Washington The Obama administration denied on Monday that an American man sentenced to death in Iran was a CIA spy, and sharply criticized the Islamic republic in Tehran for what it called a pattern of arresting innocent people for political reasons.
White House spokesman Tommy Vietor said officials were still trying to learn the details of the sentence against Amir Mirzaei Hekmati. If true, the U.S. would condemn the verdict, he said.
Iran charged that Hekmati received special training and served at U.S. military bases in Iraq and Afghanistan before heading to Iran for an intelligence mission. A court convicted him of working with a hostile country, belonging to the CIA and trying to accuse Iran of involvement in terrorism, according to a state radio report Monday.
"Allegations that Mr. Hekmati either worked for, or was sent to Iran by the CIA are false," Vietor said in a statement. "The Iranian regime has a history of falsely accusing people of being spies, of eliciting forced confessions, and of holding innocent Americans for political reasons."
The 28-year-old former military translator was born in Arizona and graduated from high school in Michigan. His family is of Iranian origin, and Hekmati claims dual citizenship. His father, Ali, a professor at a community college in Flint, Mich., has said his son was visiting his grandmothers in Iran.
State Department spokeswoman Victoria Nuland called the charges against Hekmati a fabrication and demanded his release.
The White House said the U.S. would work with its diplomatic partners "to convey our condemnation to the Iranian government."
Swiss diplomats, acting on behalf of the United States because Washington and Tehran don't have diplomatic relations, have tried unsuccessfully to gain consular access to Hekmati. Iran doesn't recognize dual citizenship and considers Americans of Iranian origin to be solely citizens of the Islamic republic.
For that reason, the State Department has warned U.S. citizens of Iranian background to avoid visiting the country because of "the risk of being targeted by authorities."
"Iranian authorities have detained and harassed U.S. citizens of Iranian origin," the department says in its Iran travel warning.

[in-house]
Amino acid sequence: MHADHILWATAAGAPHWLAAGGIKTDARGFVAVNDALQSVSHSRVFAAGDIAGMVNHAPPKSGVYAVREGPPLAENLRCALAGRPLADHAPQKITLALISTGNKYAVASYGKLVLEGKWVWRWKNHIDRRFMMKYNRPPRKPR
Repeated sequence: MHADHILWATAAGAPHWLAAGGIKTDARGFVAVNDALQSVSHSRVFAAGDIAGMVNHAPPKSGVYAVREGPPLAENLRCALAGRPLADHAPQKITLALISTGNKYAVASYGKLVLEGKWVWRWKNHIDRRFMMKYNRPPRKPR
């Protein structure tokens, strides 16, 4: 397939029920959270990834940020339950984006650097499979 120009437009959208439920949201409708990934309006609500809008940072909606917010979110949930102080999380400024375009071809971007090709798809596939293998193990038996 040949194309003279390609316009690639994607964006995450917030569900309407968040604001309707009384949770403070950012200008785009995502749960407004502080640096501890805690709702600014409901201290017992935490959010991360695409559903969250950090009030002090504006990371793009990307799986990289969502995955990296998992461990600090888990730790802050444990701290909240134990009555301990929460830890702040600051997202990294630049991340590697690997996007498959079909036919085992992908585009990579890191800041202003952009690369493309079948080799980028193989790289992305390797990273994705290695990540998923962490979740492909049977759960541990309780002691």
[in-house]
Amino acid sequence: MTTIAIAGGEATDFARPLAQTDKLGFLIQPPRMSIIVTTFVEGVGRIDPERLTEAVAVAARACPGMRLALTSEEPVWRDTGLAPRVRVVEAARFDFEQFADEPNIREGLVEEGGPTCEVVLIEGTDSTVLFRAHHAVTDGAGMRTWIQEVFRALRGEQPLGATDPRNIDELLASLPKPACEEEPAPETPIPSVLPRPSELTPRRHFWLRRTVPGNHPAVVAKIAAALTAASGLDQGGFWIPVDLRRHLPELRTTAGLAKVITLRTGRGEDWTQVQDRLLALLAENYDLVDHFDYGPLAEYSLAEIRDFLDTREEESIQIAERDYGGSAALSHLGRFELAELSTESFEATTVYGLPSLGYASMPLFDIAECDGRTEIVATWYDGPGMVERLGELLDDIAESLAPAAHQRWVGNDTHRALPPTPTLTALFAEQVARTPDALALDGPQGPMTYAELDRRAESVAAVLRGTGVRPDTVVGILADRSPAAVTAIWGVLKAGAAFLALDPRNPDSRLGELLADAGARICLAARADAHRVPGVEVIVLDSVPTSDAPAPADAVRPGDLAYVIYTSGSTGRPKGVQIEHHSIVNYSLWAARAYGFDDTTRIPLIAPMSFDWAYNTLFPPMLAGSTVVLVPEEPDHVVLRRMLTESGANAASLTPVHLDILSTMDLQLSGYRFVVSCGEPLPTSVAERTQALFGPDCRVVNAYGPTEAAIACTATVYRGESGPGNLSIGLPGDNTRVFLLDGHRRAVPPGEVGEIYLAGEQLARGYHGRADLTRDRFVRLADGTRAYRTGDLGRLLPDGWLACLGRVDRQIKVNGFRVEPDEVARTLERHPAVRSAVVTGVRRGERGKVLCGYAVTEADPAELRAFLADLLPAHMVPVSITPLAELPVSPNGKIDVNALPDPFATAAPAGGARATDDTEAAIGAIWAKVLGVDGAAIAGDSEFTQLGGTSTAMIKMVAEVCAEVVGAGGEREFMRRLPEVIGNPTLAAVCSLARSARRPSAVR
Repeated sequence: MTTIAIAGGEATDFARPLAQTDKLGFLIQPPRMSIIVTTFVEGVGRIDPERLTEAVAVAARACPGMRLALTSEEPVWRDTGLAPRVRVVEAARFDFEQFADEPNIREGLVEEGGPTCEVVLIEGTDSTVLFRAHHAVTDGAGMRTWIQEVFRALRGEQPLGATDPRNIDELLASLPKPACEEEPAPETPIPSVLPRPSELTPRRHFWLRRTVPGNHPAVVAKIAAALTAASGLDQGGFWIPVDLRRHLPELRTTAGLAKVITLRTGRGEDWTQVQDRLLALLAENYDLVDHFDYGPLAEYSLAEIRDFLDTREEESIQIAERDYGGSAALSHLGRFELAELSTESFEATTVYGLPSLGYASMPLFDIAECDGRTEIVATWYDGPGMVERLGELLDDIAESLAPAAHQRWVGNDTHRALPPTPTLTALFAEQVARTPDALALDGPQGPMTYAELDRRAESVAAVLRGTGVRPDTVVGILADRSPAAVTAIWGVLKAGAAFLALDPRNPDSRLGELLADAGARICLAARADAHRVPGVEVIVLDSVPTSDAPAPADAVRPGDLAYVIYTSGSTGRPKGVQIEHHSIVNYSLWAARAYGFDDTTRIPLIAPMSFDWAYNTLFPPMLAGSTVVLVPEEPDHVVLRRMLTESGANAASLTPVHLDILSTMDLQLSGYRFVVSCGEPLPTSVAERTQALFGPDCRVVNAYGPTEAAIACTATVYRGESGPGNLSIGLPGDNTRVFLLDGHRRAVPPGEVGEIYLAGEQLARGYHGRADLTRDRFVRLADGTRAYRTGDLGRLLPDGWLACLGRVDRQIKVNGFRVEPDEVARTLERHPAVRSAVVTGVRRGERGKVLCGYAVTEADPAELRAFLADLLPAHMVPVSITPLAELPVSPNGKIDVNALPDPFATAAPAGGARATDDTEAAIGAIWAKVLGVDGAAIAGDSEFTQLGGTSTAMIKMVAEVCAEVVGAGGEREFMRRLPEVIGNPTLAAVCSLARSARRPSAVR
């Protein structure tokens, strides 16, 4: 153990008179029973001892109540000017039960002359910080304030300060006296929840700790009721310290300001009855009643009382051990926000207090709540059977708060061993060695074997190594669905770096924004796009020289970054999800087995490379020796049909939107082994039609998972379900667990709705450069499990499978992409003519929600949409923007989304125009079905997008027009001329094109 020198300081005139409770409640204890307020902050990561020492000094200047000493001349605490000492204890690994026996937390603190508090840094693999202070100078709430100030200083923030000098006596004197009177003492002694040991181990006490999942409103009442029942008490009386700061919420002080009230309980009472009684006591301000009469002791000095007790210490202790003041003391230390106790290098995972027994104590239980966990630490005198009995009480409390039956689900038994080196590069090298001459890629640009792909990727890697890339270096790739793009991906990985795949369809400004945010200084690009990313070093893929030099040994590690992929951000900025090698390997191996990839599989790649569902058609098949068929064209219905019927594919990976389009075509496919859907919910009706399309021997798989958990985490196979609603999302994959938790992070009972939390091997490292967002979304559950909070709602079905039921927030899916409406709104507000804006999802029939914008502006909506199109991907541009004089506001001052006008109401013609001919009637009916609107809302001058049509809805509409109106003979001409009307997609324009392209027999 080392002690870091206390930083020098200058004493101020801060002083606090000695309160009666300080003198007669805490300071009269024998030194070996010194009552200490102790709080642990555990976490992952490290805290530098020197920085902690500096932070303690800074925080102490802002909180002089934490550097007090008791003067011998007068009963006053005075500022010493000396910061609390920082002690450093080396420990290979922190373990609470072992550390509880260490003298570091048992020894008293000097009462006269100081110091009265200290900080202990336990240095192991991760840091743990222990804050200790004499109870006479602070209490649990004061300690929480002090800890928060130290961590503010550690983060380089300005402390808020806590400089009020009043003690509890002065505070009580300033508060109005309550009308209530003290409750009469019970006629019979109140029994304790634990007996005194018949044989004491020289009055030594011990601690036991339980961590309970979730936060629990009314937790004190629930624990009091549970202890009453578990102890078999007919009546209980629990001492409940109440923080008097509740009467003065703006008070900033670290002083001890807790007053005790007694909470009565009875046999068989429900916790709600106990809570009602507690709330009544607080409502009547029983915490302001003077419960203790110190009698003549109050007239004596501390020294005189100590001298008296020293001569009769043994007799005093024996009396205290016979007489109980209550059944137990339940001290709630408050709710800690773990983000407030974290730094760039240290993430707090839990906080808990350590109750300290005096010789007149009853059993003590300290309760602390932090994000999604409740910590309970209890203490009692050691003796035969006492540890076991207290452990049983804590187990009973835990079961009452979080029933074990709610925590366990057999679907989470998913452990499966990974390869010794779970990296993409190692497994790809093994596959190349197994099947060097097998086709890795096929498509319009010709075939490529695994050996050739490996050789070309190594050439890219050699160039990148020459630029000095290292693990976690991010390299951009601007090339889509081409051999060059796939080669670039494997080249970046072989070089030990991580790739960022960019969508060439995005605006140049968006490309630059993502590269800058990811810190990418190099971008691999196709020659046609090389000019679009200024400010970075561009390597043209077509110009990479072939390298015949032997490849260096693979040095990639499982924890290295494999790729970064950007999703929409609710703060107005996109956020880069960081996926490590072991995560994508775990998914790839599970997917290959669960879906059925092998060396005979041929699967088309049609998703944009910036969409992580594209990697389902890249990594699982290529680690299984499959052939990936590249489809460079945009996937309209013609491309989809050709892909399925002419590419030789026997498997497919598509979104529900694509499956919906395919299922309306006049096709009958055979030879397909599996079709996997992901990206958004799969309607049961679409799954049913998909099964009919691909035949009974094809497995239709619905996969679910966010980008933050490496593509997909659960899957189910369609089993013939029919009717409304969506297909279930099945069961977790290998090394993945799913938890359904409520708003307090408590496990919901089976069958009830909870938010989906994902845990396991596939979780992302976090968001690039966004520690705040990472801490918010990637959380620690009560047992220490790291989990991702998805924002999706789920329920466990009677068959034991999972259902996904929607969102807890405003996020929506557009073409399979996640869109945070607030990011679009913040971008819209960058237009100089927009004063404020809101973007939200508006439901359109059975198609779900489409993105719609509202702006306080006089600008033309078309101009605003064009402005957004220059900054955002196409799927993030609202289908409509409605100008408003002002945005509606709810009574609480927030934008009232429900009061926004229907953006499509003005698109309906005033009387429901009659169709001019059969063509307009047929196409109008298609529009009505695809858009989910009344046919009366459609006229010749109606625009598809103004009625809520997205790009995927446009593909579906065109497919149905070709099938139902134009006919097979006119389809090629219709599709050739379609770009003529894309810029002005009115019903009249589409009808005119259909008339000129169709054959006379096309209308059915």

Behnaz Hekmati, Amir's mother, said in an email to The Associated Press that she and her husband are "shocked and terrified" that their son has been sentenced to death. The verdict is "the result of a process that was neither transparent nor fair," she said.
Her son did not engage in any acts of spying, or "'fighting against God," as the convicting judge has claimed in his sentence, she said. "Amir is not a criminal. His very life is being exploited for political gain."
Hekmati's mother said a "grave error" has been committed and that the family has authorized legal representatives to make direct contract with Iranian authorities to find a solution. "We pray that Iran will show compassion and not murder our son, Amir, a natural born American citizen, who was visiting Iran and his relatives for the first time," she said.
The Marine Corps said Amir Nema Hekmati served between 2001 and 2005, including one deployment to Iraq in 2004 and a stint at the military language institute in Monterey, Calif. The Marine records do not indicate any deployment to Afghanistan. It was not clear why the middle name was listed differently.
The sentence against Hekmati comes amid heightened U.S.-Iranian tensions.
The Obama administration has approved new sanctions against Iran over its disputed nuclear enrichment program, specifically targeting the regime's central bank and its ability to sell petroleum abroad, but the stronger penalties have not taken effect. Iran has responded with warnings to American vessels against entering the Strait of Hormuz, the strategic waterway that carries to market much of the oil pumped in the Middle East.
Obama approved the new penalties against Iran on New Year's Eve, despite his administration's fears they could lead to a spike in global oil prices or cause economic hardship on American allies in Europe and Asia that are still importing petroleum from Iran.
The measures affect foreign financial institutions doing business with Iran's central bank by barring them from doing business in the United States. They would apply to foreign central banks as well for transactions related to petroleum.
But the sanctions won't take effect for six months. The president also can waive them for national security reasons or if the country in question significantly reduces its purchases of Iranian oil. The State Department says it is trying to implement the law in a way that maximizes pressure on Tehran while causing minimal disruption to the U.S. and its allies.
American officials are concerned that Hekmati's case may become a political tool for the Iranian government.
Having imposed the worst possible sentence immediately, Iran could now seek to drag the case out. In past cases Iran has held out the possibility of releasing American prisoners on humanitarian grounds, presumably in the hopes of gaining a counter-concession from Washington. September's release of a pair of American hikers held captive by Iran for two years is the most recent example.
Associated Press writers Lolita C. Baldor, Anne Gearan and Julie Pace contributed to this report.